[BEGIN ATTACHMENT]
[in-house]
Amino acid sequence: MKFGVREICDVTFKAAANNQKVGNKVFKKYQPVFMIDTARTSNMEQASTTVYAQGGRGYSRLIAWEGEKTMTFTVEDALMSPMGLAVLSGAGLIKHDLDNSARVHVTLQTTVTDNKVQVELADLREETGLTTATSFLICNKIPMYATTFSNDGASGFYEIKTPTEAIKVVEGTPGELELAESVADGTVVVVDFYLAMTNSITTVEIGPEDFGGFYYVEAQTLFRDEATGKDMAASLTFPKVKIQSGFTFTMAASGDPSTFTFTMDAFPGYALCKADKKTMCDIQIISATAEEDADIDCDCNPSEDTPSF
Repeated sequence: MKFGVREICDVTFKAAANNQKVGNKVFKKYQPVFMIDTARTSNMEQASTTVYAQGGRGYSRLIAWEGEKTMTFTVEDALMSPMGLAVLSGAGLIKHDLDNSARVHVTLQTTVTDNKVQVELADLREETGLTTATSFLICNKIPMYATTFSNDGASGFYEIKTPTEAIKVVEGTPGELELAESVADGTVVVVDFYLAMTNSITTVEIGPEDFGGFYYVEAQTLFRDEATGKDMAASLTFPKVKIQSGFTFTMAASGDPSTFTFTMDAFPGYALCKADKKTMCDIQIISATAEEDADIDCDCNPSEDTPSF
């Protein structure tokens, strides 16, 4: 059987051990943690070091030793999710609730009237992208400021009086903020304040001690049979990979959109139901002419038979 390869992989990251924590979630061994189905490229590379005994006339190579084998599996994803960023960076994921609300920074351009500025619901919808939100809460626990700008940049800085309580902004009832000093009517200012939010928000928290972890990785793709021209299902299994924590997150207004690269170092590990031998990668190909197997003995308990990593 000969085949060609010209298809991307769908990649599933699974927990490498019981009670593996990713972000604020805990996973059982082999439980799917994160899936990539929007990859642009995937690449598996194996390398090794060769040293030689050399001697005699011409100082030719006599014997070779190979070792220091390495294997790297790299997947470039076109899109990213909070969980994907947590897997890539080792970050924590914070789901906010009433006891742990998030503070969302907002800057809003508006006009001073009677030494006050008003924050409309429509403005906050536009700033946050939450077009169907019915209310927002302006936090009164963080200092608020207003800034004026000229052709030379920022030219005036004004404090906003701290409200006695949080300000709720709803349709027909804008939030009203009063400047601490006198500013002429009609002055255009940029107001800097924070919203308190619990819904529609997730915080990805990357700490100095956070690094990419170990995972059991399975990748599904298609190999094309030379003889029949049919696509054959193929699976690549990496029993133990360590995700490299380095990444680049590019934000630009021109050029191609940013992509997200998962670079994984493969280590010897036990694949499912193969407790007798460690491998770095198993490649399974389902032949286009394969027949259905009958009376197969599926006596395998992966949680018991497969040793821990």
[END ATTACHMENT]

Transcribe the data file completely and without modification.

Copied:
[in-house]
Amino acid sequence: MKFGVREICDVTFKAAANNQKVGNKVFKKYQPVFMIDTARTSNMEQASTTVYAQGGRGYSRLIAWEGEKTMTFTVEDALMSPMGLAVLSGAGLIKHDLDNSARVHVTLQTTVTDNKVQVELADLREETGLTTATSFLICNKIPMYATTFSNDGASGFYEIKTPTEAIKVVEGTPGELELAESVADGTVVVVDFYLAMTNSITTVEIGPEDFGGFYYVEAQTLFRDEATGKDMAASLTFPKVKIQSGFTFTMAASGDPSTFTFTMDAFPGYALCKADKKTMCDIQIISATAEEDADIDCDCNPSEDTPSF
Repeated sequence: MKFGVREICDVTFKAAANNQKVGNKVFKKYQPVFMIDTARTSNMEQASTTVYAQGGRGYSRLIAWEGEKTMTFTVEDALMSPMGLAVLSGAGLIKHDLDNSARVHVTLQTTVTDNKVQVELADLREETGLTTATSFLICNKIPMYATTFSNDGASGFYEIKTPTEAIKVVEGTPGELELAESVADGTVVVVDFYLAMTNSITTVEIGPEDFGGFYYVEAQTLFRDEATGKDMAASLTFPKVKIQSGFTFTMAASGDPSTFTFTMDAFPGYALCKADKKTMCDIQIISATAEEDADIDCDCNPSEDTPSF
């Protein structure tokens, strides 16, 4: 059987051990943690070091030793999710609730009237992208400021009086903020304040001690049979990979959109139901002419038979 390869992989990251924590979630061994189905490229590379005994006339190579084998599996994803960023960076994921609300920074351009500025619901919808939100809460626990700008940049800085309580902004009832000093009517200012939010928000928290972890990785793709021209299902299994924590997150207004690269170092590990031998990668190909197997003995308990990593 000969085949060609010209298809991307769908990649599933699974927990490498019981009670593996990713972000604020805990996973059982082999439980799917994160899936990539929007990859642009995937690449598996194996390398090794060769040293030689050399001697005699011409100082030719006599014997070779190979070792220091390495294997790297790299997947470039076109899109990213909070969980994907947590897997890539080792970050924590914070789901906010009433006891742990998030503070969302907002800057809003508006006009001073009677030494006050008003924050409309429509403005906050536009700033946050939450077009169907019915209310927002302006936090009164963080200092608020207003800034004026000229052709030379920022030219005036004004404090906003701290409200006695949080300000709720709803349709027909804008939030009203009063400047601490006198500013002429009609002055255009940029107001800097924070919203308190619990819904529609997730915080990805990357700490100095956070690094990419170990995972059991399975990748599904298609190999094309030379003889029949049919696509054959193929699976690549990496029993133990360590995700490299380095990444680049590019934000630009021109050029191609940013992509997200998962670079994984493969280590010897036990694949499912193969407790007798460690491998770095198993490649399974389902032949286009394969027949259905009958009376197969599926006596395998992966949680018991497969040793821990």